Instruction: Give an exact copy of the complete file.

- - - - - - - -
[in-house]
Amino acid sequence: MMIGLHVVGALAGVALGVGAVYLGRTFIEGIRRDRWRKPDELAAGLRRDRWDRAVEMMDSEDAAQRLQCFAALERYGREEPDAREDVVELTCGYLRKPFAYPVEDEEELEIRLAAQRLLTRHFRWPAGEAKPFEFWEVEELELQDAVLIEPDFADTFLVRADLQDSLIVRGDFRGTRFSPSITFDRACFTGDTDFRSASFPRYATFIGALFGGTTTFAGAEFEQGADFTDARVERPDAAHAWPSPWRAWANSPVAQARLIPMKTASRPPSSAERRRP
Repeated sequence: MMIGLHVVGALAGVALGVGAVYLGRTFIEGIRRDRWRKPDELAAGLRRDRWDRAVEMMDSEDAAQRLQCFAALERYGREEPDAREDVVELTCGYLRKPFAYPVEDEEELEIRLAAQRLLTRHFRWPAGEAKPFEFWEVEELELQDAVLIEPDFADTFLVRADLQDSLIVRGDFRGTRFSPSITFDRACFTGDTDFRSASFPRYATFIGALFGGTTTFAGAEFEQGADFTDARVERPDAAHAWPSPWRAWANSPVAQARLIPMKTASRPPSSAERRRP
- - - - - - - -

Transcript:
[in-house]
Amino acid sequence: MMIGLHVVGALAGVALGVGAVYLGRTFIEGIRRDRWRKPDELAAGLRRDRWDRAVEMMDSEDAAQRLQCFAALERYGREEPDAREDVVELTCGYLRKPFAYPVEDEEELEIRLAAQRLLTRHFRWPAGEAKPFEFWEVEELELQDAVLIEPDFADTFLVRADLQDSLIVRGDFRGTRFSPSITFDRACFTGDTDFRSASFPRYATFIGALFGGTTTFAGAEFEQGADFTDARVERPDAAHAWPSPWRAWANSPVAQARLIPMKTASRPPSSAERRRP
Repeated sequence: MMIGLHVVGALAGVALGVGAVYLGRTFIEGIRRDRWRKPDELAAGLRRDRWDRAVEMMDSEDAAQRLQCFAALERYGREEPDAREDVVELTCGYLRKPFAYPVEDEEELEIRLAAQRLLTRHFRWPAGEAKPFEFWEVEELELQDAVLIEPDFADTFLVRADLQDSLIVRGDFRGTRFSPSITFDRACFTGDTDFRSASFPRYATFIGALFGGTTTFAGAEFEQGADFTDARVERPDAAHAWPSPWRAWANSPVAQARLIPMKTASRPPSSAERRRP